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  • Visitor, June 30, 2013, 14:24

    I have a complete understanding of the value of your time for a completed service. In the case you describe you were able to diagnose the problem, why the seat was not working. A diagnostic service was rendered. But what about when the mechanic does not diagnose the problem? I consider that a failure to perform the agreed upon task. I should not have to pay for someone to not figure out what is wrong with my car. My car is currently in the shop because the battery keeps draining. I brought it in with a dead battery and asked them to find out what was killing it. Without any diagnosis of what was wrong they are returning it to me.... and charging me for a diagnosis. In my opinion that is a breach of our agreement and I should not have to pay. If they told me what was wrong and I chose not to fix it I would have no problem paying.

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  • Visitor, July 01, 2013, 12:50

    How much effort would you put in at work if you weren't getting paid? An hour's diagnostic time up front should have been properly explained and agreed upon. I tell my customers that within an hour's time I will either have the problem diagnosed, or at least a good idea whether I'm getting somewhere or it's out of my league (rare--but happens). If a problem can't be found in an hour (common with electrical) that doesn't mean the tech shouldn't be paid. He has ruled things out in this time and made headway. Ask the tech for a wiring diagram for the system he's working on, maybe you'll have a better understanding of what you are paying for. Intermittent problems are very, very tough to track down. What technician will work on a car if he knows beforehand that if no problem is found--he doesnt get paid? If a customer were to tell me they do not want to pay unless I can ensure I'll find the problem--I can respect that--I can understand that--but we won't be working on your car. (Of course, again, I have many regular customers that I will absolutely bend over backwards for--we have earned each others trust and I know they aren't here to waste my time or theirs). Try that next time at the doctor-- tell him something hurts but he's not getting paid unless he finds the problem. Tell him all his lab work, xrays, and experience doesn't qualify for payment until you are better. When he prescribes treatment or drugs, and it doesn't work-- is there a warranty or is he getting paid for further diagnosis? I am lucky to be very busy so I can't afford to diagnose (or attempt to diagnose) things without payment. For every person that doesn't see our time as valuable, they open a spot for the next vehicle owner who does. Remember, I'm talking skilled technician diagnosis--not visual inspection of brakes/undercar/underhood by a general service technician. The beautiful part about all of this--customers can go whereever they want--go to the place that meets your needs and stay with them. Like any other business you will most likely be rewarded for your loyalty and you will build trust. Jump from shop to shop for the freebies and coupons and you've got more patience and time on your hands than most.. Best of luck.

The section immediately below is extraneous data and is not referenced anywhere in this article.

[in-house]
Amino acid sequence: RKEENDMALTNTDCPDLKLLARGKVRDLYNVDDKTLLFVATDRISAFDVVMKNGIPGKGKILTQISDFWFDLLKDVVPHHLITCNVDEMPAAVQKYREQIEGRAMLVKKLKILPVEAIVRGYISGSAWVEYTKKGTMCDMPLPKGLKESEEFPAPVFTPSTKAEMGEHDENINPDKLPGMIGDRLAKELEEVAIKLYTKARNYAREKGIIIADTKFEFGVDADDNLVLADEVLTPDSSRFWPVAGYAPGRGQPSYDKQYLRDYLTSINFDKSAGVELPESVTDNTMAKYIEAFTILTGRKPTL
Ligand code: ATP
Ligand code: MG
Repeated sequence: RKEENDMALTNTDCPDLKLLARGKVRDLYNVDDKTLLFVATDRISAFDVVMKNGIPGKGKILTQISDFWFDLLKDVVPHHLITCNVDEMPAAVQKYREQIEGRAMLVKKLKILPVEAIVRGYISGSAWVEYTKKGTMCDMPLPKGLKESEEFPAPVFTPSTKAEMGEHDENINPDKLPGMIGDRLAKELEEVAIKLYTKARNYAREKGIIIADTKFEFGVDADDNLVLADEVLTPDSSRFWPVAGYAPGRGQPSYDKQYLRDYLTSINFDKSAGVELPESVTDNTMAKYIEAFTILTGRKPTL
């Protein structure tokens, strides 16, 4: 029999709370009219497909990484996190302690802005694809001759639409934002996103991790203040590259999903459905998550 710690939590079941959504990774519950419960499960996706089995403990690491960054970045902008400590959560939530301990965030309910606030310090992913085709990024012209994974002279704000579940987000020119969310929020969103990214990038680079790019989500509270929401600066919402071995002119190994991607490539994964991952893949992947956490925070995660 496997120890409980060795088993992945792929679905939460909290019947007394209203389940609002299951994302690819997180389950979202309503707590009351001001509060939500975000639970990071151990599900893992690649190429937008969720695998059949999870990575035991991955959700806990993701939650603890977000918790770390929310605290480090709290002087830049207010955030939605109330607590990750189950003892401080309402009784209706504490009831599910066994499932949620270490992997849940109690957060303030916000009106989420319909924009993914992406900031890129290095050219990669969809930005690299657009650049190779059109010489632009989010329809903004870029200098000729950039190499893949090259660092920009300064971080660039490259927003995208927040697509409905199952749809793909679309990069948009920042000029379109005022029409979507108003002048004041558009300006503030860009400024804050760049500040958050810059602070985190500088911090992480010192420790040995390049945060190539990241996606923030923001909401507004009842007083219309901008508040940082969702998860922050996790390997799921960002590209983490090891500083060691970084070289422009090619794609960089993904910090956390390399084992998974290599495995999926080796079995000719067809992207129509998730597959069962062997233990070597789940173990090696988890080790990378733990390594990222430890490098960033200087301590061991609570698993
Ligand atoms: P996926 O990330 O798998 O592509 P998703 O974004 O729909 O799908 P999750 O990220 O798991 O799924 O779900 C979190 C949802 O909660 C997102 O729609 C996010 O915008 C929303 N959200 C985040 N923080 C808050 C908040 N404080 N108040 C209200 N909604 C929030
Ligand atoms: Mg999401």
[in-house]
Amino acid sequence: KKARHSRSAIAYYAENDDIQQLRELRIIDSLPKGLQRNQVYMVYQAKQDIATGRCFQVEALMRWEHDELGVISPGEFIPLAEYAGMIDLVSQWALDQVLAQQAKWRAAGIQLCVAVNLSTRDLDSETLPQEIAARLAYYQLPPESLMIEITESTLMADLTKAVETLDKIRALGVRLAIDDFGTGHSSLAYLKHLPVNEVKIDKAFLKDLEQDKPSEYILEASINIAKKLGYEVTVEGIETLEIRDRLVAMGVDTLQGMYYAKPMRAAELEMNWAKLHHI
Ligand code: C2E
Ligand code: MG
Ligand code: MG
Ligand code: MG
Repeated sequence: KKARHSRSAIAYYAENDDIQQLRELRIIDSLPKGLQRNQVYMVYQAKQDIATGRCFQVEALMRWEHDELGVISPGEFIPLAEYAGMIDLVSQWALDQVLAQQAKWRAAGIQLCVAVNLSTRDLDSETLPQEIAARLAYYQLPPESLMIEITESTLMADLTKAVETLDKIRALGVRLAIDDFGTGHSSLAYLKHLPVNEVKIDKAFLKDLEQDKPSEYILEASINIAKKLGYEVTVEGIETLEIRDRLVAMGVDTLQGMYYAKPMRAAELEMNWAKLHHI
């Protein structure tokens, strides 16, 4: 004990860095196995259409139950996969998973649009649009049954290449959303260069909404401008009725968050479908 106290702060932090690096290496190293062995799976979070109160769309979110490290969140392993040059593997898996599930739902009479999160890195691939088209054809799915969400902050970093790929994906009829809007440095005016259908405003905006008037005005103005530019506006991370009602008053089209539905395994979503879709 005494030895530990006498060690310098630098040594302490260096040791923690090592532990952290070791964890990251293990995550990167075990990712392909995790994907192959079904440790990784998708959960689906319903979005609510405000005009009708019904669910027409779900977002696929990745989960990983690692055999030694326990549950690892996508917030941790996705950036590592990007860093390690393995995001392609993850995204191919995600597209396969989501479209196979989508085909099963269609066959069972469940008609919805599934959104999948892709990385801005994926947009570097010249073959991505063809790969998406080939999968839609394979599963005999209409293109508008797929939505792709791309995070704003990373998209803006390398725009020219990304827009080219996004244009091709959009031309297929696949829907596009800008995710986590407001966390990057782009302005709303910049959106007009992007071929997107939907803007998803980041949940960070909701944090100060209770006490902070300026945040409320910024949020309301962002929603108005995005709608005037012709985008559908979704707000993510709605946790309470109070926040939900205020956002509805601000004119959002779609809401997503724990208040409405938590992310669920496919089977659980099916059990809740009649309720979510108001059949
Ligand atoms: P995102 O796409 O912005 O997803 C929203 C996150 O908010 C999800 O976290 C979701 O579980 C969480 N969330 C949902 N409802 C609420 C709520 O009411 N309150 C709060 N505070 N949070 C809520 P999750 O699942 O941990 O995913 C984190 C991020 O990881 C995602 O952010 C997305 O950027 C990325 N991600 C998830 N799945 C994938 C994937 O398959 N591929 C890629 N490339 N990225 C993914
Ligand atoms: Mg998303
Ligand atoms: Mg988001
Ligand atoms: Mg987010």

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  • Visitor, July 01, 2013, 13:40

    I wonder if police officers/detectives get paid when they don't solve a crime? The person that mentions a doctor can't be compared to a technician?? Are you serious? You're right--not many techs drive Mercedes/Lexus/BMW; have summer homes and boats, etc. A tech's education is never-ending! 14 years of education for a doctor? I'll take it! I'm 20 years in and now have to learn about electric cars, new diesel technology, hybrids, etc. I'm not complaining, I'm passionate about it and love cars--I love learning the new technology. I just don't work for free. Cars are getting more and more complicated while the human body stays the same! What do you think it costs for insurance and liability at an auto shop? I pay every time I go to the doctor, even when it's for the SAME THING I was there for a week before. Another copay, more prescriptions, another "guess".

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  • Visitor, September 21, 2013, 10:05

    To the gentleman who wanted Ford to put a thermostat in.. This happens often. A customer "diagnoses" their own engine light/trouble code. They go to the super-smart internet and figure out what it needs. Then they want someone to replace something based on internet diagnosis, yet be fully liable if/when that doesn't solve the problem. You can't tell me (and if you do, I won't believe it) that if Ford replaced the thermostat like you asked and your engine light returned, that you wouldn't be right back there telling them they must have done something wrong. They will tell you they didn't diagnose anything, they just did what you asked; then you will yell and scream and get your way telling them that they are the experts and they shouldn't have listened to you, you don't fix cars! Now a tech has to spend his time diagnosing the problem(s) for free because the customer is stomping his feet. Ford was very smart to not go off of your diagnosis (and I know you may have paid $91 for them to tell you, yes, its the tstat). Better you hate them for not running their business the way YOU want them to than you trashing them for charging you and the problem not being fixed. Someone way before you did that to that dealer, and that's why they said "no more".